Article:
“Joker,” showcased in crisp and dynamic 70mm film at the Coolidge Corner Theatre, is a hyper-realistic origin story of the notorious comic anarchist. The film’s release has sparked debate over the relationship between violence in film and real-world domestic terrorism.   

Whenever a movie provokes a dialogue that reflects our social climate, it’s doing something right. Joker is meant to be divisive, and in a sense, that is precisely how true art is defined – the ability to draw varying perspectives. Star Joaquin Phoenix said it best himself: “the filmmaker is not responsible for teaching the audience moral lessons.” As far as on-screen violence goes, there is a vast difference between depiction and endorsement. While “Joker” is hyper-realistically rendered, it’s also explored through the eyes of an unreliable narrator. A narrator with a skewed interpretation of his environment.

As an audience, can we look at a film objectively, without extending our own personal agendas onto it? Many will leave their screening of “Joker” feeling utterly shocked and begrimed. If you evaluate the quality of a film on emotional satisfaction, then “Joker” is not for you. However, for those who say they didn’t “like the way the movie made them feel,” I ask.. “isn’t that a compliment”? Movies like “Trainspotting” haven’t become classics because they were life-affirming, but because they prompted a visceral response. Movies should be held to a standard based on how much they can make the audience feel, not necessarily the specific emotion they may elicit. However, you may have walked out feeling like, can you be impartial enough to appreciate the craft? This is a starkly textured film with an old-fashioned aesthetic that adds a whole new dimension to the experience.

Yes, it is violent – and not in a cartoon-fantasy Tarantino way. The violence is hard-hitting, as it’s meant to be. Its craft is thoroughly inspired, with cinematography that anoints the visual canvas with the bleak grain of a New York gutter. The musical score is enunciated with wistful and scathing sadness to match the grimy atmosphere and cynical thematic template. The architecture of “Joker” can not go unnoticed. “Joker” forgivably skids, as it is ultimately overtly predicated on poster-modernist character studies of old. In fact, there is even a direct reference to Martin Scorsese’s “Taxi Driver” that feels almost as on the nose as casting Robert De Niro in a role that parallels his work in “King of Comedy.” This format isn’t exactly a defect, seeing that this composition gels smoothly with the character of Arthur Fleck – it just feels moderately derivative. What makes this film stand apart from the pact is an astonishingly committed performance from star Joaquin Phoenix.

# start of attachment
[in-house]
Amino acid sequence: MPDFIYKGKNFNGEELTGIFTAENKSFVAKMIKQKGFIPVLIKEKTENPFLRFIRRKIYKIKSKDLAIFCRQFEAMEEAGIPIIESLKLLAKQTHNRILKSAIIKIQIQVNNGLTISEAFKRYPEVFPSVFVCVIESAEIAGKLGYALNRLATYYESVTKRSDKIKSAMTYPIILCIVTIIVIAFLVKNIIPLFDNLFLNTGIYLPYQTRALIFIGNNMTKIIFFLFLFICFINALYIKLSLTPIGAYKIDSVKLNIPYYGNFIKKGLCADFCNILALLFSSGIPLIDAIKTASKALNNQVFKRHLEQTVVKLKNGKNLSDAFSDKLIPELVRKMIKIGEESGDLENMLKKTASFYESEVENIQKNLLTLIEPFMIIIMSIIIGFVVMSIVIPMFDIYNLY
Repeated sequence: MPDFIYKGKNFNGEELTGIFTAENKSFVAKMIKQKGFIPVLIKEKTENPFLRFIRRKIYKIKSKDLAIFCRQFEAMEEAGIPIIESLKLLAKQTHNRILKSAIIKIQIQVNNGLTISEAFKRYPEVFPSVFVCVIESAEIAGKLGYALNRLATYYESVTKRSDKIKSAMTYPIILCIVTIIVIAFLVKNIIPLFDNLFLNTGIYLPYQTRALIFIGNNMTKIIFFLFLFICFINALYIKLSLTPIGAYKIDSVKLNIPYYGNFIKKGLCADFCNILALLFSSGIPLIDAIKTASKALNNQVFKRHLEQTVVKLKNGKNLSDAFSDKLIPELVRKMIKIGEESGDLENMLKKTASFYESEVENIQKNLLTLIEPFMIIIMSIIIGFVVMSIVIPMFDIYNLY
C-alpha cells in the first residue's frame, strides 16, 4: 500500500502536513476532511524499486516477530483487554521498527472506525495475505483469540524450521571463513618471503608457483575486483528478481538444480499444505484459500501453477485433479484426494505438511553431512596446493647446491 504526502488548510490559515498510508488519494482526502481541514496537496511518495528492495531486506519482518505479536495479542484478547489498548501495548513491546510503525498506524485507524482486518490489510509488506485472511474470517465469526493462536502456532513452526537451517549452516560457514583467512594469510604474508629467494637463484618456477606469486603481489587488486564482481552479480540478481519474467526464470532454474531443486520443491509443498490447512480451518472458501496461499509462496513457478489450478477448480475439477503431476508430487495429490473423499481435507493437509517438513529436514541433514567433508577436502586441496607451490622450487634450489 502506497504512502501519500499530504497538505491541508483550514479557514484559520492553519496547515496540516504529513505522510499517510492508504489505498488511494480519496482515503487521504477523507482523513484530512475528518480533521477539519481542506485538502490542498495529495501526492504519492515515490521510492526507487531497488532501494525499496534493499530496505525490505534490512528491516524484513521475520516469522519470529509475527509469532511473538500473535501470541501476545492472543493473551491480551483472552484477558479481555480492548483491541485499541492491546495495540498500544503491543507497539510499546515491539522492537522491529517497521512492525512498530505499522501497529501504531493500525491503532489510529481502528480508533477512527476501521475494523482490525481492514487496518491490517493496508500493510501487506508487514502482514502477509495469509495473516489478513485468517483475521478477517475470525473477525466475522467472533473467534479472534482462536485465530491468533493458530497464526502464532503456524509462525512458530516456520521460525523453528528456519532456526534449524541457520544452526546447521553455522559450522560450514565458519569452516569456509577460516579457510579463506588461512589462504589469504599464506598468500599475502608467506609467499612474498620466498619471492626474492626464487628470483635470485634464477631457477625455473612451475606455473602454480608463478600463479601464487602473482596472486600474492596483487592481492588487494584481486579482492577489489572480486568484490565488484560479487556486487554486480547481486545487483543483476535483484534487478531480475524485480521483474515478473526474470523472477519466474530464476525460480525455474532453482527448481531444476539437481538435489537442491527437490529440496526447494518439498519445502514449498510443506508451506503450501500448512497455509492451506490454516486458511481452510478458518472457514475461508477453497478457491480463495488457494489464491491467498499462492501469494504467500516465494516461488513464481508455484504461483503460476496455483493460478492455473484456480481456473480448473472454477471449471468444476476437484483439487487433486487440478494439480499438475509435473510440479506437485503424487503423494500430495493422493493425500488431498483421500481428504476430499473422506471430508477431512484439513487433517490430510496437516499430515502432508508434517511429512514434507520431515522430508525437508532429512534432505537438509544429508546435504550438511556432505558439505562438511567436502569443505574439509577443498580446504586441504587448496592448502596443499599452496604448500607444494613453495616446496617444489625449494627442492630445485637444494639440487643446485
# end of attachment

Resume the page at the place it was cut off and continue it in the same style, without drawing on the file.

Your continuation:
Phoenix has gained a reputation as one of the finest actors of his generation. Along with that, he is also infamous for being a public prankster. His mockumentary “I’m Still Here,” where he tricked the media and the public into thinking he was having a mental breakdown, was very telling to his potential to play the Clown Prince of Crime. While the late Heath Ledger immortalized the role, engraining his cheek to cheek razor blade scars into the pop-culture zeitgeist, Phoenix has reinterpreted the role in a wholly unique way. He gives a towering, nuanced performance, one that exudes a varying range of scathing emotions that give his cavernous character depth. Even his shortest mannerisms are clearly marked in a duality of insanity and total despair. We are not meant to cosign his behaviors but sympathize with the tragedy that is his life. Tragedy is a primary theme of the film. This is highlighted in its juxtaposition to comedy. This version of the Joker has multiple renditions of the iconic laughter. One version is an illness-induced outburst of inappropriate hysterics that mirrors his inner turmoil. The next is a fabricated cackle that he integrates for social appropriation. The last is an authentic chuckle that illustrates his utter defiance to popular opinion.

Joker says that “comedy is subjective, the system decides what is right and what is wrong, just like it decides what is funny.” This seems to be the foundation of this film.  Director Todd Phillips has recently made comments about “comedy being dead due to woke culture,” a perspective that is thoroughly embedded in the film’s roots. Joker’s final sermon reflects on the insidious nature of modern society. Where the media reigns supreme, and everyone’s sensitivity seems only to amplify the problems they try to resolve. We are propelled to believe that we as a society bread these sociopathic anarchists with our intolerance to non-conformity. “Joker” is an absolute wake up call to the American masses. The fact is, comedy is subjective, as is any art form. “Joker” exemplifies an ambiguity as enigmatic as its unreliable narrator. The answers we walk away with from the film will vary from person to person, as will their opinions. However, that seems to be the point. Movies like this aren’t made to adhere to popular belief or “politically correct” qualifications. This is an intrepid entry to the superhero canon that transcends the genre and dares to elicit the type of contemplative conjecture found only in the most daring cinematic efforts of the past decade.

My Score: 9.7/10

By Sam Clark